While wind energy has been used for centuries for simple motion machines and pumps, electricity became practical in the 1980s. Wind energy is the most mature of the modern renewable energy sources. According to the U.S. Department of Energy, wind power offers many advantages, which explains why it's one of the fastest-growing energy sources in the world.

The United Kingdom recently approved construction of a wind farm 80 miles (130 km) off the coast of Yorkshire, that should provide power for up to 2 million homes.

“It is a project that pushes the offshore engineering envelope - demonstrating how far this technology has evolved in the ten short years since the first major offshore wind farm was installed in North Hoyle just 5 miles from shore,” said Nick Medic, director of offshore renewables at RenewableUK.


Practical Application of Solar Power

The Earth's most abundant energy source, the sun, provides enough energy in one hour to fulfill the world's energy needs for a year. But only recently has practical and efficient solar power capture technology come onto the market. Early photovoltaic cells converted only 1 % of sunlight into energy. Newer technologies can average 25-30% conversion.

In late 2014, the Topaz Project opened in Southern California outside San Luis Obispo. This bank of 9 million solar panels is the largest in the world and produces 550 megawatts of electricity, which is enough to power 110,000 homes. Use of that much power from solar cells instead of fossil fuels will eliminate 377,000 tons of carbon dioxide annually.

In addition to electrical generation, solar energy can be used to heat water, replacing traditional fuels such a grid electrical power or natural gas. Significant advances allow up to 50% of the heat from the sun to be applied to residential hot water.


Hydropower: The World's Oldest Generators

Water power has been around for thousands of years in the form of water wheels and mills. In more recent times, hydropower evolved into hydraulic power-pipe networks and hydroelectric turbines such as those found in modern dams. These systems have provided clean electric power by construction large scale public works projects.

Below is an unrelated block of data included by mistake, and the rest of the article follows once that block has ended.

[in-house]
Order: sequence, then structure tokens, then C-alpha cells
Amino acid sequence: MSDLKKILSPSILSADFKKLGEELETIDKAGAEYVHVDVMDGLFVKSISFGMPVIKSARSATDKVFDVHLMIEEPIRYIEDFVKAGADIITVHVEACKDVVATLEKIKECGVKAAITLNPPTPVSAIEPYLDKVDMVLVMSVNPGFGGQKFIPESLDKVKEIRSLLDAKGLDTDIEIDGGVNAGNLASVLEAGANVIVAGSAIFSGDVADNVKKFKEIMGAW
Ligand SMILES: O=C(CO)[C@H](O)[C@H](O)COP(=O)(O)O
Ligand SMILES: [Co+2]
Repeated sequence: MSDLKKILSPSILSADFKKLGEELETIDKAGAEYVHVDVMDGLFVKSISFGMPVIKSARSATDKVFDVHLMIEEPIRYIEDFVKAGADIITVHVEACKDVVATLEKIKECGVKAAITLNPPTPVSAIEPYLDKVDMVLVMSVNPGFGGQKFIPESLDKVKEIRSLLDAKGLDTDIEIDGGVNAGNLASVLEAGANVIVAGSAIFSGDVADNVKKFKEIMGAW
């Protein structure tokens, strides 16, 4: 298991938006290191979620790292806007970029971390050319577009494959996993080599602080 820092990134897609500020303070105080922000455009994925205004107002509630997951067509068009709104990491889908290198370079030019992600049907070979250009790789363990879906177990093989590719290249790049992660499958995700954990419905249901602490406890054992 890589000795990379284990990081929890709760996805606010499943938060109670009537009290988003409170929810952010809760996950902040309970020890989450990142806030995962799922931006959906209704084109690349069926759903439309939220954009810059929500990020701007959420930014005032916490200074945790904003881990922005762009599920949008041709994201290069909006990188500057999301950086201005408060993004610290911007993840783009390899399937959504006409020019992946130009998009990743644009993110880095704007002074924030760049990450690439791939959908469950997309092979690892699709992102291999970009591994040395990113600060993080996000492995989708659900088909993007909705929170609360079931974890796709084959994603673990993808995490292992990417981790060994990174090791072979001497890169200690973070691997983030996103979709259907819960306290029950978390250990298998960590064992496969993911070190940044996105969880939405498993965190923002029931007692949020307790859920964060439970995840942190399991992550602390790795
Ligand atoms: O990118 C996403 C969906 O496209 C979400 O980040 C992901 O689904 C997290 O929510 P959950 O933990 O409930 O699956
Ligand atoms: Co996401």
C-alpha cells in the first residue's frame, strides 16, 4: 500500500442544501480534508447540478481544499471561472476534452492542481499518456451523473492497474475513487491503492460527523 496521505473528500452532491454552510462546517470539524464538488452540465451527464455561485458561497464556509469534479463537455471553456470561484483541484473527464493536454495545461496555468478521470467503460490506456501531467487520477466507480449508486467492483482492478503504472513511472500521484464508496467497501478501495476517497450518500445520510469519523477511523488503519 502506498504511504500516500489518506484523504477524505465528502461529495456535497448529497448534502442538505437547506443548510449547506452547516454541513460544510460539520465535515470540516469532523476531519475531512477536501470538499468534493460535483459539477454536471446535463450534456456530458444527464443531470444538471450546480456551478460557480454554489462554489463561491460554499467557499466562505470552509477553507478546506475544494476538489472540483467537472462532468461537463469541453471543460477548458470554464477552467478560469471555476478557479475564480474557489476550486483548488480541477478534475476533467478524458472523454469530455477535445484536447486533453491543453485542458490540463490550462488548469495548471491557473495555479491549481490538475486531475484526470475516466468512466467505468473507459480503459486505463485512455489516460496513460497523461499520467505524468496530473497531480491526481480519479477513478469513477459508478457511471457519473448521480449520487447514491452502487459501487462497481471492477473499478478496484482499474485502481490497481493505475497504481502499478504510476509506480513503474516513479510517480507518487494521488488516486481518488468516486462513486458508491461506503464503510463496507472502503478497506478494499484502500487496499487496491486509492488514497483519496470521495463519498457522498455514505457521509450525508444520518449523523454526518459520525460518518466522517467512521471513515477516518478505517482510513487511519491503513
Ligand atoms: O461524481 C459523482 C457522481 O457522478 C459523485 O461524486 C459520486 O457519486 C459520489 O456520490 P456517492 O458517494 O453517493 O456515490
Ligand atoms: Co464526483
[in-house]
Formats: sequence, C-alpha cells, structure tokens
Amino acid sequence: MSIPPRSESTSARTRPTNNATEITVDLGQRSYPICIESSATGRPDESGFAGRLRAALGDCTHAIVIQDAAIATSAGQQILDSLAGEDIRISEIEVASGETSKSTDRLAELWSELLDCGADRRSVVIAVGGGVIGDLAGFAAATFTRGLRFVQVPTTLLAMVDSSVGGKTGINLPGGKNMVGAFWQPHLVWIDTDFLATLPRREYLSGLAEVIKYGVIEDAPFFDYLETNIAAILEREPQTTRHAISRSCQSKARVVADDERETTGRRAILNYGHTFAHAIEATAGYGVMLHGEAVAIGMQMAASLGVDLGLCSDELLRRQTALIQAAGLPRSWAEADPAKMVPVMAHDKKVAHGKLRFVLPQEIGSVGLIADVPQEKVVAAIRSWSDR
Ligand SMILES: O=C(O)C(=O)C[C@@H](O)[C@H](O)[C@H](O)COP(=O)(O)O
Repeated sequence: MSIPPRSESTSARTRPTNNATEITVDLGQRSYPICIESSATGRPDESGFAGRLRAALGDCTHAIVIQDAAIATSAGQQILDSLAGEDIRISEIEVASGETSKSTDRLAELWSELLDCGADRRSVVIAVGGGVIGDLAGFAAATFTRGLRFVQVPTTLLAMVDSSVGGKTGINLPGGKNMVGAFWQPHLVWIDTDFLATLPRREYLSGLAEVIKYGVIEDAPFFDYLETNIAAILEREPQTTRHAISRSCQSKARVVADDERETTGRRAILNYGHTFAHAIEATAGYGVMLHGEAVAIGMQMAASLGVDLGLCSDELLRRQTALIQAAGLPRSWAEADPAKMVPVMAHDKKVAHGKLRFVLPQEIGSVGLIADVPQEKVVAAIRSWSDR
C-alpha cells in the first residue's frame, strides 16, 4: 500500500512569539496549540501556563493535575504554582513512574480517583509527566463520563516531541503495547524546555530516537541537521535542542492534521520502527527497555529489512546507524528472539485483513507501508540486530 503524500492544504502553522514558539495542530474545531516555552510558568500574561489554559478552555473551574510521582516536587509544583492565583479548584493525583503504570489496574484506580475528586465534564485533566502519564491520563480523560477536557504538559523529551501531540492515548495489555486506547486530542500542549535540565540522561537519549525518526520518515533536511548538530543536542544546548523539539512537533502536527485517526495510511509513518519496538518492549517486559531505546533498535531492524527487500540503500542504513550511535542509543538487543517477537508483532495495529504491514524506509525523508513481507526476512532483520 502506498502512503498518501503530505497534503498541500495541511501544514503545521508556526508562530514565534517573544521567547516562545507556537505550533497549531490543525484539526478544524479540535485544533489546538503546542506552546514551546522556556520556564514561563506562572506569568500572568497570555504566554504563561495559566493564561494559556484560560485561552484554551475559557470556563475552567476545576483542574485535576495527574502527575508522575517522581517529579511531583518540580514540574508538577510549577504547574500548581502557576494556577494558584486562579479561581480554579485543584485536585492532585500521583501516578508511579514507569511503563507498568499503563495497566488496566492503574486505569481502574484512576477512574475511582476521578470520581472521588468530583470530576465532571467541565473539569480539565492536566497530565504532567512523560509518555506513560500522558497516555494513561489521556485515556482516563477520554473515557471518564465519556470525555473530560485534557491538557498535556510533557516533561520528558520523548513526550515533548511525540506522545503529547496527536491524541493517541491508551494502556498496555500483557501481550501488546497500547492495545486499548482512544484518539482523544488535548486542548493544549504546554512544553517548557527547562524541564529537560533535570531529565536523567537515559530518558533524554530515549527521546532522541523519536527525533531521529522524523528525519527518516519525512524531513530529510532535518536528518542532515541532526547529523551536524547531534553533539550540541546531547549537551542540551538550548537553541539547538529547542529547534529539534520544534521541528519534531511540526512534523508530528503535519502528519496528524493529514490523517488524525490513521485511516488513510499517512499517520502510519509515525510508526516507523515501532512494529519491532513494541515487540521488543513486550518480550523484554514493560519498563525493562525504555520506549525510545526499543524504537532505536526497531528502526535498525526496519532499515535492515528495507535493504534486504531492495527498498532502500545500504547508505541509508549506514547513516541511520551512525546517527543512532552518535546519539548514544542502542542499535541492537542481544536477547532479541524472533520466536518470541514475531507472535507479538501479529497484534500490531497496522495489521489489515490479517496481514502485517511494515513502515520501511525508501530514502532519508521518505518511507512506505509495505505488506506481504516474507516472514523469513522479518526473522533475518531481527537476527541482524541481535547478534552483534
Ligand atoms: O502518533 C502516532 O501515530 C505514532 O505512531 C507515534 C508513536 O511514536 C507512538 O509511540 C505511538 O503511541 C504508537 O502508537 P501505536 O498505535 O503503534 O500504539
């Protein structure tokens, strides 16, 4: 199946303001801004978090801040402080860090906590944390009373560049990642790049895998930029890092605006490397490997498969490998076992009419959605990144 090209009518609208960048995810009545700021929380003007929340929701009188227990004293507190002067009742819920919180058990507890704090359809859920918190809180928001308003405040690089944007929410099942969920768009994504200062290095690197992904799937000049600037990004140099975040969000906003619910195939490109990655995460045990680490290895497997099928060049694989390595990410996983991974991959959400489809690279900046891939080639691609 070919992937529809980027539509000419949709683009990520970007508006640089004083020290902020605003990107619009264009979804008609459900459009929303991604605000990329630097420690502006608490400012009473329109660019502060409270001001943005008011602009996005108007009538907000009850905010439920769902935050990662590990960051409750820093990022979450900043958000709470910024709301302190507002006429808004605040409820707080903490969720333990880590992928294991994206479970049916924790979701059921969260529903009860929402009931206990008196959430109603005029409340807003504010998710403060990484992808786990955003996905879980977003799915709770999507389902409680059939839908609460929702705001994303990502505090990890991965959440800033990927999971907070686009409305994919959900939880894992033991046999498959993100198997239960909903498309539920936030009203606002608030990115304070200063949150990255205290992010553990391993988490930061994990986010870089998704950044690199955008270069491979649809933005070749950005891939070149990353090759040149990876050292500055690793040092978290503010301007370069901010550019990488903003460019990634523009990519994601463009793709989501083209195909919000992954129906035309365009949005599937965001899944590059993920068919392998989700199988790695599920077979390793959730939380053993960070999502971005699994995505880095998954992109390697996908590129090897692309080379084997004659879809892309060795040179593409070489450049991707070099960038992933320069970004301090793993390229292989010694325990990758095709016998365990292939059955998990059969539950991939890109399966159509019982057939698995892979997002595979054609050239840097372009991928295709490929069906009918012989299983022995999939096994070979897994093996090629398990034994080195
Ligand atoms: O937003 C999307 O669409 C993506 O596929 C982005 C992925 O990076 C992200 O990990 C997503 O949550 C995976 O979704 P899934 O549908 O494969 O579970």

The newest applications of hydropower are more scalable than large dams, and are also more reliable than wind and solar power. Wave power can be harnessed by placing Wave Energy Converters in the ocean. These devices turn the kinetic energy in the oscillating motion of the ocean surface into electricity. Tests are underway worldwide in locations with optimal wave activity such as the Atlantic Coast in Europe, the Northern UK, and the Pacific Coasts of North and South America.

Similar technology can also harness tidal power for electricity, a modern application of older tide mill technology. As the tides flow in and out under the power of the moon's orbit (and the Earth's orbit around the sun to a lesser extent) the water turns turbines to generate power on a reliable schedule.


Geothermal Energy: Heat From the Center of the Earth

The Earth's core has been cooling since the planet's formation. That, combined with radioactive decay, totals up to an energy potential of 100 billion times worldwide annual energy consumption. The heat from the Earth is constantly rising towards the surface. Places where it emerges, such as hot springs, have been used by humans for centuries. Electrical generation from geothermal heat has also been possible for over 100 years.

The challenges of this type of energy is the cost of large scale applications. Digging down in the appropriate place can cost millions with a 20% chance of failure to find sufficient heating. Easily accessible geothermal steam sites can be depleted over time, forcing a costly relocation or additional drilling.

An experiment planned for March 2016, will attempt to develop more sophisticated and reliable methods of determining where long-lasting geothermal energy spots may be located.